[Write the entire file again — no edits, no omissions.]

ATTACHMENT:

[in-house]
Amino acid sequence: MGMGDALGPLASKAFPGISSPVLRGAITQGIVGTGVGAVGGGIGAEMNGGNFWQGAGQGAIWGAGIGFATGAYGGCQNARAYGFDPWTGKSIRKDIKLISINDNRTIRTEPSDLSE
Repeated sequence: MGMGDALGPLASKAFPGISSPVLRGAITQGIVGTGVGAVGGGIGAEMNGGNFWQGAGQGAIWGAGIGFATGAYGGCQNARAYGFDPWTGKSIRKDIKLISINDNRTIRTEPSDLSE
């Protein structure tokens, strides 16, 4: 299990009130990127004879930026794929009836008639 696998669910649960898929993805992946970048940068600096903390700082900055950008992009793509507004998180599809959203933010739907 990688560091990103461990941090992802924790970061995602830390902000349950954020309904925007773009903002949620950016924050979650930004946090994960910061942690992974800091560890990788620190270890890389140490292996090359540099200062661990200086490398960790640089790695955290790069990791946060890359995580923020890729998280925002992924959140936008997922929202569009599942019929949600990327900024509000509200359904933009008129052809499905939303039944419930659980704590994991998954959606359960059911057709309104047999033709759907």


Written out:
[in-house]
Amino acid sequence: MGMGDALGPLASKAFPGISSPVLRGAITQGIVGTGVGAVGGGIGAEMNGGNFWQGAGQGAIWGAGIGFATGAYGGCQNARAYGFDPWTGKSIRKDIKLISINDNRTIRTEPSDLSE
Repeated sequence: MGMGDALGPLASKAFPGISSPVLRGAITQGIVGTGVGAVGGGIGAEMNGGNFWQGAGQGAIWGAGIGFATGAYGGCQNARAYGFDPWTGKSIRKDIKLISINDNRTIRTEPSDLSE
């Protein structure tokens, strides 16, 4: 299990009130990127004879930026794929009836008639 696998669910649960898929993805992946970048940068600096903390700082900055950008992009793509507004998180599809959203933010739907 990688560091990103461990941090992802924790970061995602830390902000349950954020309904925007773009903002949620950016924050979650930004946090994960910061942690992974800091560890990788620190270890890389140490292996090359540099200062661990200086490398960790640089790695955290790069990791946060890359995580923020890729998280925002992924959140936008997922929202569009599942019929949600990327900024509000509200359904933009008129052809499905939303039944419930659980704590994991998954959606359960059911057709309104047999033709759907």